December 28, 2018
Today’s solemnity begins a new year (2019) and this highlights its importance; it is a good way to begin our new year! Today’s feast is very beautiful but it also gives rise to many important questions for us as modern Catholics and Christians. Let us briefly reflect, in God’s grace and great love, some of these questions so that we may be bearers of God’s light and gifts to all people.
If we take even a quick glance at Church history, we need to acknowledge that this history is a mixed bag. There are many items and events that are good but if we are honest and truthful there are many that are not, and unfortunately there are more of these latter than the former. Look today at your own experience, theology, thinking and actions/ministry and ponder this whole situation honestly.
Patriarchy still remains strong in today’s Church. Historically, how many women’s moves/movements towards liberation and positive acknowledgements were led by the Church? Very few! And why?? My hope here lies not so much with those in today’s Church as leaders and workers as it does with Pope Francis and his gently life-giving proclamation of the Gospel that moves us to equality, acknowledgement, and the true make-up of Christ’s Church. This reflects our psychological make-up very well. All of us men fit somewhere on the psychological spectrum “male to female” (or vice versa, if you prefer). (The women’s spectrum runs “female to male”.) What is important to note here is that all of us men and us women have been created with male or female preponderance and some elements of the other sex! This calls for equal acknowledgement of both women and men in their fullness before God and before humankind.
So let us thank God for all the strong women (and saints) in our Faith’s history that challenged patriarchy and male domination – here we go from Mary the Mother of God and Phoebe and Saint Monica to Julian of Norwich and Saint Joan of Arc and Saint Teresa of Avila and good Catholic women today who are strong feminists. Today’s Church needs a strong #metoo Catholic movement.
Let us look to the clear example of Our Risen Lord in the Gospels. Christ, in every encounter recorded in the Four Gospels, was very gentle and accepting and recognizing the women He encountered. He is our model and leader here.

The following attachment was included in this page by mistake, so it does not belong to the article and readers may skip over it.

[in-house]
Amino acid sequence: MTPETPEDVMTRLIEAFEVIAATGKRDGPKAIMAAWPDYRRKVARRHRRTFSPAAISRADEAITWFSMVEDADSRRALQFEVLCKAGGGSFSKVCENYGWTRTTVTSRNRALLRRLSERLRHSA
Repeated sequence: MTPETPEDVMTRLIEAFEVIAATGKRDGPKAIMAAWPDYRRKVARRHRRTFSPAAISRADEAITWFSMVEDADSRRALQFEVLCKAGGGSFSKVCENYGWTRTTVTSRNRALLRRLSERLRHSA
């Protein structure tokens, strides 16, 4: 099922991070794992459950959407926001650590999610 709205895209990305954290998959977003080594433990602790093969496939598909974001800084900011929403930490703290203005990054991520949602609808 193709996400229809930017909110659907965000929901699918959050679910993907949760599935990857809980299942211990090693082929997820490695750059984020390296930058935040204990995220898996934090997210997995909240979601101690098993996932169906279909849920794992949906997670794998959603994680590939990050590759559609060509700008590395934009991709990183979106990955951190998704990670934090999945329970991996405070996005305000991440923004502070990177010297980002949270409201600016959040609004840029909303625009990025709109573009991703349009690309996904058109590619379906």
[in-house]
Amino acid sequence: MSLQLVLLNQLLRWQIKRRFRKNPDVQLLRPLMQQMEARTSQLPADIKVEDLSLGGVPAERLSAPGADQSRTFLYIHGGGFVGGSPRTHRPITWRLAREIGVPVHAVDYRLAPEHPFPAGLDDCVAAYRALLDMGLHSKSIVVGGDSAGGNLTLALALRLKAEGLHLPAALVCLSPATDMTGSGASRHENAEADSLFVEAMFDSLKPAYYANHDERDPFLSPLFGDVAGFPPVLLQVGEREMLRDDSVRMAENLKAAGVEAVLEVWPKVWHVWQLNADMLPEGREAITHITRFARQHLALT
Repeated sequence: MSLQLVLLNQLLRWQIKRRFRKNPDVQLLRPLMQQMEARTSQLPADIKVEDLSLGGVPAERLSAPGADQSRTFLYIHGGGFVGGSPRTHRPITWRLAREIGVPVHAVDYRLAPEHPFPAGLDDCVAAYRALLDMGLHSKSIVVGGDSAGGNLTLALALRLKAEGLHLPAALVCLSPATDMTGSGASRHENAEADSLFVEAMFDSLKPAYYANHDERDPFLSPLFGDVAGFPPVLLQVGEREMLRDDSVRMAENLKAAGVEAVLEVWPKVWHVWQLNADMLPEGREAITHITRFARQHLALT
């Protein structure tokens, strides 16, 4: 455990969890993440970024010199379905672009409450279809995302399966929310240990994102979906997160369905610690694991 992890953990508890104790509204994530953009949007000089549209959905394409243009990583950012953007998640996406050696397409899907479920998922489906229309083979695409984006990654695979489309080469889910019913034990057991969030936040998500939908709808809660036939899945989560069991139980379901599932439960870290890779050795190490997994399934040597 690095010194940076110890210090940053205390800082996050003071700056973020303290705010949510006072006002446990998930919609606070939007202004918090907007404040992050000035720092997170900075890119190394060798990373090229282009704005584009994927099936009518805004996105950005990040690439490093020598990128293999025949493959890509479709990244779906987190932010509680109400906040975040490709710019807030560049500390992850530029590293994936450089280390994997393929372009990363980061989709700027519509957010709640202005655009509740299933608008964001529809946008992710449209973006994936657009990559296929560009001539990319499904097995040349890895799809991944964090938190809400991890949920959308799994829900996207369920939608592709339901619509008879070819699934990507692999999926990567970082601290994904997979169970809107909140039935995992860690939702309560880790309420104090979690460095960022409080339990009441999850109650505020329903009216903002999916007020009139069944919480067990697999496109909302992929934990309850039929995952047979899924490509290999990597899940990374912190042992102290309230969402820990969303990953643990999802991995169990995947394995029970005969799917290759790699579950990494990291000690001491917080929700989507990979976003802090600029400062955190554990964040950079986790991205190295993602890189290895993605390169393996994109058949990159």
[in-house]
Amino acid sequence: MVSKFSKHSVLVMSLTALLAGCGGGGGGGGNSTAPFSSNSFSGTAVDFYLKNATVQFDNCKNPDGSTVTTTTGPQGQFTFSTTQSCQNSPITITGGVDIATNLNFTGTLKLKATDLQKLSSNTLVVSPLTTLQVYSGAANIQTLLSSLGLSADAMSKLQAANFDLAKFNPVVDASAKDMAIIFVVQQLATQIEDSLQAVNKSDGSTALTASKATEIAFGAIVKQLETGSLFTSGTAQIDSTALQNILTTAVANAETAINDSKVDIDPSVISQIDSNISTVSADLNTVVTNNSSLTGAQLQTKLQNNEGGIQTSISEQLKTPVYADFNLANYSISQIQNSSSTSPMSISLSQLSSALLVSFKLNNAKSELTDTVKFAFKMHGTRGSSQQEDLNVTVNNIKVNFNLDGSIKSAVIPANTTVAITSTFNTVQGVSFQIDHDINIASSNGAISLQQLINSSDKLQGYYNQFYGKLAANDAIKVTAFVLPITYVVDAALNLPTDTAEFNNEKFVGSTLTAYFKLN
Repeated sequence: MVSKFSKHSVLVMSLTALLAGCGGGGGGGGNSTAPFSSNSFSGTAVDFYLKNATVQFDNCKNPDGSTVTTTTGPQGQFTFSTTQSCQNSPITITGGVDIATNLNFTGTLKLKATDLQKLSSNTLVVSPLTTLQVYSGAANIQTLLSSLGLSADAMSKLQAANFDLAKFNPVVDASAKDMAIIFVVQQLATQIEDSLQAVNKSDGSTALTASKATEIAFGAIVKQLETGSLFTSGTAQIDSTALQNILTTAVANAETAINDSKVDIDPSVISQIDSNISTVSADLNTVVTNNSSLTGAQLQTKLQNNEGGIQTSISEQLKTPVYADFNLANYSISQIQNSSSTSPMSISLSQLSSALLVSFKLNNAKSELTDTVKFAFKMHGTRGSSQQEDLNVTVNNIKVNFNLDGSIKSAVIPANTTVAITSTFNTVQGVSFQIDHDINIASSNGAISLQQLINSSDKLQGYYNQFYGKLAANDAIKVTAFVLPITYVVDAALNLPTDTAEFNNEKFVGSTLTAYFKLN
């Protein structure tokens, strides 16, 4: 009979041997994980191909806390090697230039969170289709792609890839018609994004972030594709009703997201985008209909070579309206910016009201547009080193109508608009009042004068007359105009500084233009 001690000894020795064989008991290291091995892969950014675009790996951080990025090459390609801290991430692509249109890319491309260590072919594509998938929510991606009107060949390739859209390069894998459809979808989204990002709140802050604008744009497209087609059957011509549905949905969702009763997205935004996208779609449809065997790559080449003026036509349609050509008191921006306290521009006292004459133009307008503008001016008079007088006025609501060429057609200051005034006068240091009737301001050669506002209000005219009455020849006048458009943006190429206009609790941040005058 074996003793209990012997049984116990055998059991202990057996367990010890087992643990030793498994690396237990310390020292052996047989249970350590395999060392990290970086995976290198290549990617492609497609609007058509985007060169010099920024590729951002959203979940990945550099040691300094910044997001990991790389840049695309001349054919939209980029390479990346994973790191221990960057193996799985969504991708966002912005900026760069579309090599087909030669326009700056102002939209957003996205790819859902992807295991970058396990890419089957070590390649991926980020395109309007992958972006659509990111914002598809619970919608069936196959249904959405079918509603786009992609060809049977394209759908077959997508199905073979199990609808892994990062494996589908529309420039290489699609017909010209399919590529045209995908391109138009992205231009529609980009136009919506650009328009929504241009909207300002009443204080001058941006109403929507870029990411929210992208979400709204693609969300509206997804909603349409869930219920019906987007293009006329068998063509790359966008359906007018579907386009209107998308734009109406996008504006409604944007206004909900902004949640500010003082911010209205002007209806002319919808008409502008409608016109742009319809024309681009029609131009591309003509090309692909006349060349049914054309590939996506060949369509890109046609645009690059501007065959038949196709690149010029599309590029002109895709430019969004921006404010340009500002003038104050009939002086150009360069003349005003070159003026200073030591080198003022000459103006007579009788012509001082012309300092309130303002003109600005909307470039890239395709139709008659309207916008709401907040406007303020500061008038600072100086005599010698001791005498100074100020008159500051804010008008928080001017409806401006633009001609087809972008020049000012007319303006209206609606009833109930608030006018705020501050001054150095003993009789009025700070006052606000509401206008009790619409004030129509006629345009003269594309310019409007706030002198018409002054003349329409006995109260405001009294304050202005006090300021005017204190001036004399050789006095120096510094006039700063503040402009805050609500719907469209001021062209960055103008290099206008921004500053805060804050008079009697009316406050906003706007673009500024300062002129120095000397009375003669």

There is another aspect of the Church’s history in this area that we should consider briefly. Note that in the male-dominated Church (hopefully, in the past) there seemed to be a psychological compensation generally to make one woman – the Blessed Virgin Mary – so important that she almost became a member of the Trinity! I vividly remember as an Italian child growing up at how exalted “la Madonna” was – I knew much more about Her than the Holy Spirit! Many in today’s Church also have had that experience! Was all this the result of some subconscious recognition that the Church was too much Male and not enough Female? I still wonder.
I very strongly urge you to go to Vatican II’s Dogmatic Constitution on the Church (Lumen Gentium) and read Chapter VIII dealing with Mary. It is the best explanation/exposition on Mary that we have in the Church. In the scheme and structure of religious things, it locates Mary on the side of the Church instead of trying to assimilate her to the Blessed Trinity. It beautifully has a proper regard for Her. This Chapter VIII clearly distinguishes Christ’s role in salvation and Mary’s role and it urges us not to marginalize Christ’s role by magnifying Mary’s role too much. A good exercise for today would be to read Chapter VIII before you look at today’s scriptural readings and then read them. You will be surprised at how powerful today’s readings are if you have this background!
In light of the above, our education of ourselves and others (especially our children) needs to change regarding Mary who truly remains OUR Mother. So what are we going to do about this? What do we need to change in our regard for Mary if it does not square with Vatican II? May I end today’s reflections with some simple advice for this to come about?
Let us change the language by which we refer to God. My experience and my ministry (50 years) shows we make God male by using male language which is incorrect because God is way beyond the male/female distinction. So what to do? In our language about God, we can always replace He, His, Him, etc. with “God”. Sometimes this makes matters more cumbersome but that is a small price to pay; in any case, this being cumbersome reminds us to be humble before a loving God Whom we tend to “tame” for our purposes! Some people use “He/She”, “Him/Her,” etc. which is also good. Think about this challenge of calling God “something” by our word-limitations and stand before this God in awe!
Happy New Year and God bless your new year! Amen.